“It’s looking about minus 6C so hopefully everyone comes wrapped up warm, but it’s dry and the wind is not too bad.”
Among those braving the cold weather to attend the event were Pippa and Steve Finlayson, from Kelty in Fife.
Pippa Finlayson said: “We try to do something for charity every year and the Sleep in the Park seemed like an incredible way to really put yourself in the shoes of somebody else.
“I think you’ve got to suffer a little bit when you do something for charity, so you’re putting yourself out there and doing something for somebody else. I hate the cold, so this for me was suffering.
Pippa Finlayson added: “I think the whole ethos of Social Bite is incredible, the way they run the company and I’d like to see more people start to take notice of that and try and operate in the same kind of way.”
Littlejohn said he hoped the event would lead to a structural change in homelessness in Scotland by introducing the Housing First model, following pledges that around 475 homes for homeless people will be provided across the central belt by the EdIndex Partnership and Wheatley Group.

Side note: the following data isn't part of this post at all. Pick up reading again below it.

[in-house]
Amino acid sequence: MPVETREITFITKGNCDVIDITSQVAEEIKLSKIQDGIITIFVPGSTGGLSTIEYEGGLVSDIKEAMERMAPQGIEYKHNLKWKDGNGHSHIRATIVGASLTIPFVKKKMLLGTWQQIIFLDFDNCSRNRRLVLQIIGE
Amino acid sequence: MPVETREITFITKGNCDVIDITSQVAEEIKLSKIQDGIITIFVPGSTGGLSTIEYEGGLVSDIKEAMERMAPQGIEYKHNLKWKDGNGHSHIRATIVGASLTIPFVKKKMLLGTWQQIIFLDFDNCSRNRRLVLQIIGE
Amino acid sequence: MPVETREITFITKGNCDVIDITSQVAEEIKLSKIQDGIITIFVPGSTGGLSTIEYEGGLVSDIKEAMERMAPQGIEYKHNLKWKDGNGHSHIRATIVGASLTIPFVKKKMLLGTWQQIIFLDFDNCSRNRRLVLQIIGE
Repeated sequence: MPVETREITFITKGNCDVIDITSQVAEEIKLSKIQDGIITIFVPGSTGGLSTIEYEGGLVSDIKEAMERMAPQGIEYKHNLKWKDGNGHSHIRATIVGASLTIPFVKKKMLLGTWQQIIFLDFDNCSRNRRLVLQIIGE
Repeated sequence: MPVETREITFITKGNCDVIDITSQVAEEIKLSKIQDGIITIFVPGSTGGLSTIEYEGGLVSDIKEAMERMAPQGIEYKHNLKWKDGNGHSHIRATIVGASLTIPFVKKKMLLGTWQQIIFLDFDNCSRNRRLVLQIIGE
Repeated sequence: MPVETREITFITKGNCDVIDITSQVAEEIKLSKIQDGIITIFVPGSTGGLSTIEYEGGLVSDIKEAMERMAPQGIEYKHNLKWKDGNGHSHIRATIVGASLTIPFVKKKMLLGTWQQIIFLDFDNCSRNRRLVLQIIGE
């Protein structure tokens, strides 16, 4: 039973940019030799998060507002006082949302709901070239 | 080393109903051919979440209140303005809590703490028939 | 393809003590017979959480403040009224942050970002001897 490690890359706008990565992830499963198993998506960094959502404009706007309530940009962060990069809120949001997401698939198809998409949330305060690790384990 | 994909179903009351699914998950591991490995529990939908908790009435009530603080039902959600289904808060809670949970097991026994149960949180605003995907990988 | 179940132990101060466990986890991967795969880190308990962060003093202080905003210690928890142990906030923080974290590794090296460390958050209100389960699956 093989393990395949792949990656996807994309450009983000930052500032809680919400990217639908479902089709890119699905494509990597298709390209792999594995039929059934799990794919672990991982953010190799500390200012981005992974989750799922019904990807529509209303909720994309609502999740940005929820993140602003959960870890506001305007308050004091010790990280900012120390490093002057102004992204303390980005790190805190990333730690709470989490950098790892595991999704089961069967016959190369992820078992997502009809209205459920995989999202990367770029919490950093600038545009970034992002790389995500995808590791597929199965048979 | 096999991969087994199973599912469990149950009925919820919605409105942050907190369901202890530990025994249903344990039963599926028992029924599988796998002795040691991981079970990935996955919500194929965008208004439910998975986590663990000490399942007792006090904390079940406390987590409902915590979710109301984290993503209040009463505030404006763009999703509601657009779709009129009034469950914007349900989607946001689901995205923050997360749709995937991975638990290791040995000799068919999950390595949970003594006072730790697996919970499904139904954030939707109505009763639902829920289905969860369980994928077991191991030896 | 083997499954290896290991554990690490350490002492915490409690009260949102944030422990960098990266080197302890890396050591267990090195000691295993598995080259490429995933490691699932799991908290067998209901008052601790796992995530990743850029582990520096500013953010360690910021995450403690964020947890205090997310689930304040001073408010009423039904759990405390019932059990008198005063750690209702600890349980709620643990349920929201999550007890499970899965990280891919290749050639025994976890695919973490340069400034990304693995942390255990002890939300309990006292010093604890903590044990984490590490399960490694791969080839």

He said: “That’s almost 500 homes in the central belt alone that have been offered and that’s going to get people out of sleeping rough, out of hostels and out of the homeless system and give something that we all take for granted, which is a stable place to call home.
“From that safe and secure base we’re going to fund a comprehensive support resource to go round those people and make sure they are supported in those homes and help get them out of that dire situation.”
He added: “That’s something that we hope will be a more broad structural response in Scotland, so our default position as a society and as local government and national government, the way we respond to homelessness is to try and get people into a mainstream stable home and provide some support around it.”
Laura McIntyre and Sarah McLaughlin had travelled through from Glasgow to support the homeless.
McIntyre said: “I’m very passionate about the homeless charities, so this is the whole reason we’re doing it, to raise awareness because a lot of people cast aspersions on homeless people, like they’re all alcoholics and drug addicts, but they’re not. They’re people who need rehabilitated and put back into society with a wee step up. So that’s why we’re doing it.”